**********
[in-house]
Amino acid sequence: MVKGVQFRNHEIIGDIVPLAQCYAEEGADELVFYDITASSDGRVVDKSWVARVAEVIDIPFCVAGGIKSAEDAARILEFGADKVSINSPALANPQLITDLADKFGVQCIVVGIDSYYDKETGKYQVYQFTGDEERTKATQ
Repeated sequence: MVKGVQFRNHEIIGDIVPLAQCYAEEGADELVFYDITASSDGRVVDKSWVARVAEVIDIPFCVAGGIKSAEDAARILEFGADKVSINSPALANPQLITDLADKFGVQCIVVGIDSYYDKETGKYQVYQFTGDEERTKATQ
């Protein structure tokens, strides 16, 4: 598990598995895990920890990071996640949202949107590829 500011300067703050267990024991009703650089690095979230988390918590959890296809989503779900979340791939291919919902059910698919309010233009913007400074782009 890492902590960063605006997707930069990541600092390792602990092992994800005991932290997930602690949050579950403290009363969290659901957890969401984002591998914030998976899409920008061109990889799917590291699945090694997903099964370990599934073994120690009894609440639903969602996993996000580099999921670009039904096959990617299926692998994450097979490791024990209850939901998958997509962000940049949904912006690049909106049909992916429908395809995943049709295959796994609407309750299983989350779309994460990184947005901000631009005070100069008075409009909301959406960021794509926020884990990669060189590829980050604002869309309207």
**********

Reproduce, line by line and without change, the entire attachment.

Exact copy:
[in-house]
Amino acid sequence: MVKGVQFRNHEIIGDIVPLAQCYAEEGADELVFYDITASSDGRVVDKSWVARVAEVIDIPFCVAGGIKSAEDAARILEFGADKVSINSPALANPQLITDLADKFGVQCIVVGIDSYYDKETGKYQVYQFTGDEERTKATQ
Repeated sequence: MVKGVQFRNHEIIGDIVPLAQCYAEEGADELVFYDITASSDGRVVDKSWVARVAEVIDIPFCVAGGIKSAEDAARILEFGADKVSINSPALANPQLITDLADKFGVQCIVVGIDSYYDKETGKYQVYQFTGDEERTKATQ
């Protein structure tokens, strides 16, 4: 598990598995895990920890990071996640949202949107590829 500011300067703050267990024991009703650089690095979230988390918590959890296809989503779900979340791939291919919902059910698919309010233009913007400074782009 890492902590960063605006997707930069990541600092390792602990092992994800005991932290997930602690949050579950403290009363969290659901957890969401984002591998914030998976899409920008061109990889799917590291699945090694997903099964370990599934073994120690009894609440639903969602996993996000580099999921670009039904096959990617299926692998994450097979490791024990209850939901998958997509962000940049949904912006690049909106049909992916429908395809995943049709295959796994609407309750299983989350779309994460990184947005901000631009005070100069008075409009909301959406960021794509926020884990990669060189590829980050604002869309309207």